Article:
The twin sons of Isaac, Esau and Jacob, are a classic model of sibling rivalry, and their contentious relationship has had a tremendous impact on history.
By studying eating in the experiences of those in the Bible, we plumb a deep well of instruction from which we can draw vital lessons to help us through life.
In the Bible, eating can be a symbol of fornication. Like Jacob and Christ, we must learn to curb our appetites, learning to distinguish holy from profane.
Paul refers to the church as 'the Israel of God.' Why not 'the Judah of God'? Why did God not inspire Paul to call the church "the Jacob of God"?
Jacob's son Joseph receives the least criticism and the most praise, a sterling record of character and human accomplishment surpassed only by Jesus Christ.
The name Isaac—'laughter'—suggests his optimistic disposition, someone not afflicted by fear and doubt. Isaac serves as a type of Christ, honoring his father.
Abraham's experiences teach us not to try to force God's will. When any sin or self-will is involved, the fruits of such an endeavor will be bitter.
Based on his long friendship with God, Abraham could systematically calculate the reliability of God's promises even in the lack of visual evidence.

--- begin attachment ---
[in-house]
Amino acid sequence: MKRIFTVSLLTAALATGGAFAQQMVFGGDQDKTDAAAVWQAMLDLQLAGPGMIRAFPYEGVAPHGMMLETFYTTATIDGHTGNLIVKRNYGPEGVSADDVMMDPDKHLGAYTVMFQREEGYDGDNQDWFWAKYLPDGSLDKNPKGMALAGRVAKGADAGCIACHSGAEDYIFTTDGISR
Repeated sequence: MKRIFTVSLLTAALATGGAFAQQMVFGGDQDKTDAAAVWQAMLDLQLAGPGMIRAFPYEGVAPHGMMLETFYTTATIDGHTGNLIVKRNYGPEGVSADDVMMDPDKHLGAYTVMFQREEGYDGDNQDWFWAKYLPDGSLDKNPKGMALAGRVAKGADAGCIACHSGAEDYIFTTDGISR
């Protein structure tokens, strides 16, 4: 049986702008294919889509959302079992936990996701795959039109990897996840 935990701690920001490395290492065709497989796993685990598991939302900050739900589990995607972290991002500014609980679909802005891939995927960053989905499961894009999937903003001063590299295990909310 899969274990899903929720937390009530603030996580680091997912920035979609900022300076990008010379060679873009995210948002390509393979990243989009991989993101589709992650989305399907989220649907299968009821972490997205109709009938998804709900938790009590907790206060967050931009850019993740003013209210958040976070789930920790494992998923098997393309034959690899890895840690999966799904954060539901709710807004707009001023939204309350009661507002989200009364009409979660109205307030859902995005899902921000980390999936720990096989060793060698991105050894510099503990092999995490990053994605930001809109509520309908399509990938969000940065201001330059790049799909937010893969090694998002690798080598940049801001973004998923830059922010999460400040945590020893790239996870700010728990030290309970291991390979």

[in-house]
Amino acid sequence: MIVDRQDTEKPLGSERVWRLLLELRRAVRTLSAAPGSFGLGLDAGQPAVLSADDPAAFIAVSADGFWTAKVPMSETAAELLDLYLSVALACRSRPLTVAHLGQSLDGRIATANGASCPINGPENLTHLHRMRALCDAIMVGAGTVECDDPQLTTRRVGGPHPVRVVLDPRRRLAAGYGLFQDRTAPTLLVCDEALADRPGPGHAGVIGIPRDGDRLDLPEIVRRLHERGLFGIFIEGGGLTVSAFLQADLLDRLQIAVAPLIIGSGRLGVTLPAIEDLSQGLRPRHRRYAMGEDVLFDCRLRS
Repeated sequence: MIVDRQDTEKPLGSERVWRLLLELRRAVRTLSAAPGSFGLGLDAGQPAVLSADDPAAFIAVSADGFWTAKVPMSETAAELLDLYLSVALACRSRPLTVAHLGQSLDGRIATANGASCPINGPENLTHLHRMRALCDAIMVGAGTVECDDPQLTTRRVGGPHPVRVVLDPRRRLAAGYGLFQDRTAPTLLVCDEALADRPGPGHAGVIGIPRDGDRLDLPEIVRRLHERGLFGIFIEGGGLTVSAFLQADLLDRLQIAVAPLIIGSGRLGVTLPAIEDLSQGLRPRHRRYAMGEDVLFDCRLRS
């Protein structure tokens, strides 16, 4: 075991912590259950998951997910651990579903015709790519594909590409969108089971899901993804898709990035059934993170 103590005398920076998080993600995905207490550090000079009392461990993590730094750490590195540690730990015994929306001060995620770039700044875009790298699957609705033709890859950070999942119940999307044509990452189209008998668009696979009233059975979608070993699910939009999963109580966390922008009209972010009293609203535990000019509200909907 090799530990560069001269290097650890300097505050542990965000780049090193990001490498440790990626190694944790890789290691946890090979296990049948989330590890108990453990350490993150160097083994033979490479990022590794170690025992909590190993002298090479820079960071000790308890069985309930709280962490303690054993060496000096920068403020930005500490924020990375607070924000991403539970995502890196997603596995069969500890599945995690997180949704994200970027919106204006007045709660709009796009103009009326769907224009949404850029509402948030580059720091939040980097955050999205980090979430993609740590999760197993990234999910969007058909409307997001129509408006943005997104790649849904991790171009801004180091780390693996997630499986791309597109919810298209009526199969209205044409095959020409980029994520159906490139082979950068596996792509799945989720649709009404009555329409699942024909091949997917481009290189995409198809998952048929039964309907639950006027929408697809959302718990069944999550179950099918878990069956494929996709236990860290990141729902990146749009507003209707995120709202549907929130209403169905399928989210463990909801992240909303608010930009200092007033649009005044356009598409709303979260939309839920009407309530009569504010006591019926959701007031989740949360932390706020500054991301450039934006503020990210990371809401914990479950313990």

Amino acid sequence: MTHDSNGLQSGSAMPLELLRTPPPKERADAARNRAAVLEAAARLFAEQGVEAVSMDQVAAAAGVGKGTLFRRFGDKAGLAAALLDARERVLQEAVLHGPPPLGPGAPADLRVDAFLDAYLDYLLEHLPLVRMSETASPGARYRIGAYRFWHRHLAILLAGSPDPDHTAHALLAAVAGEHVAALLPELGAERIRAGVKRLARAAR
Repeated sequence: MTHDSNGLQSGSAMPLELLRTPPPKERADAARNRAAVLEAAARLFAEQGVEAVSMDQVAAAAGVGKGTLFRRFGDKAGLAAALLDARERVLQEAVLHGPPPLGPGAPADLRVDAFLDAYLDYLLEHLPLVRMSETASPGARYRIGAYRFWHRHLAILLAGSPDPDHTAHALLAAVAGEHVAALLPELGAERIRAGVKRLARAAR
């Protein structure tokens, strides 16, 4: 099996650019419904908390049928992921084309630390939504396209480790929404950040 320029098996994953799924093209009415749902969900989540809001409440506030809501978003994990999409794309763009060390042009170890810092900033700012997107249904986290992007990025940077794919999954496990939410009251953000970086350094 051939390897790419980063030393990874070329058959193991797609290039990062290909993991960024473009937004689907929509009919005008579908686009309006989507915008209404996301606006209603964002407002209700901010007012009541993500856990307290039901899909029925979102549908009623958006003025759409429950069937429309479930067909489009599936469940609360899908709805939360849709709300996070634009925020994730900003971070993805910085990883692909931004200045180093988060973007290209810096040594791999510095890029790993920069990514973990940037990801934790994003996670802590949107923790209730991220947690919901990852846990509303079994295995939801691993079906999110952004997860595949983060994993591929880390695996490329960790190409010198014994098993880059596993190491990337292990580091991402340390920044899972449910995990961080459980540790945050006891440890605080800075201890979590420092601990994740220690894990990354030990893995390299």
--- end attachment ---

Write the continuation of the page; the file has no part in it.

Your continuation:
The Bible is full of marriage symbolism. We have been invited to participate in the very Marriage Supper of Jesus Christ—not just as a guest, but as the Bride!
John Ritenbaugh, focusing on the aphorism, "beauty is in the eye of the beholder," reminds us that God alone is the author of beauty, creating the multiple sense modalities (sight, sound, touch, smell and taste) and has created nothing ugly, including sunsets, landscapes, differing flora and fauna, and even facial …
It is absolutely impossible for lust to bring about any kind of satisfaction. Adultery cannot be entered into without irrevocably damaging relationships.
The word 'loyalty' is not found in the Bible, but is denoted by other words such as 'faithfulness' and 'steadfastness', and applies to allegiance to God or man.